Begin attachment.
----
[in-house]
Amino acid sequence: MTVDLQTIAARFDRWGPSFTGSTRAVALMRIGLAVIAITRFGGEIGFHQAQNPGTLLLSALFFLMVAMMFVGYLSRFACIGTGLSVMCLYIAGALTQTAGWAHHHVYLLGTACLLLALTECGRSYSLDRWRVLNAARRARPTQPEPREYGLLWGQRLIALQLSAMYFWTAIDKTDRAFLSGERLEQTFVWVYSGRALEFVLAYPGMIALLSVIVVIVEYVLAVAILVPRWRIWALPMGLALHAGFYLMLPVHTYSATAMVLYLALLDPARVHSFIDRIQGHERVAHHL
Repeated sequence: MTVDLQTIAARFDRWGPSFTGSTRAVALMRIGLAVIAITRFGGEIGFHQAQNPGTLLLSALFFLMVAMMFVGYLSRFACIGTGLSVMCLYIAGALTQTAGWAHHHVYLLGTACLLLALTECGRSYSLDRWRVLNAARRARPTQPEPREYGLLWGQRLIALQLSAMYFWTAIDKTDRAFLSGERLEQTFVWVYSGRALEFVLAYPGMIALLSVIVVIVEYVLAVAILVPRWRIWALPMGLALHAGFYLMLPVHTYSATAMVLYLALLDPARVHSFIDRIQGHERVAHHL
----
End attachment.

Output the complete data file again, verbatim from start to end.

[in-house]
Amino acid sequence: MTVDLQTIAARFDRWGPSFTGSTRAVALMRIGLAVIAITRFGGEIGFHQAQNPGTLLLSALFFLMVAMMFVGYLSRFACIGTGLSVMCLYIAGALTQTAGWAHHHVYLLGTACLLLALTECGRSYSLDRWRVLNAARRARPTQPEPREYGLLWGQRLIALQLSAMYFWTAIDKTDRAFLSGERLEQTFVWVYSGRALEFVLAYPGMIALLSVIVVIVEYVLAVAILVPRWRIWALPMGLALHAGFYLMLPVHTYSATAMVLYLALLDPARVHSFIDRIQGHERVAHHL
Repeated sequence: MTVDLQTIAARFDRWGPSFTGSTRAVALMRIGLAVIAITRFGGEIGFHQAQNPGTLLLSALFFLMVAMMFVGYLSRFACIGTGLSVMCLYIAGALTQTAGWAHHHVYLLGTACLLLALTECGRSYSLDRWRVLNAARRARPTQPEPREYGLLWGQRLIALQLSAMYFWTAIDKTDRAFLSGERLEQTFVWVYSGRALEFVLAYPGMIALLSVIVVIVEYVLAVAILVPRWRIWALPMGLALHAGFYLMLPVHTYSATAMVLYLALLDPARVHSFIDRIQGHERVAHHL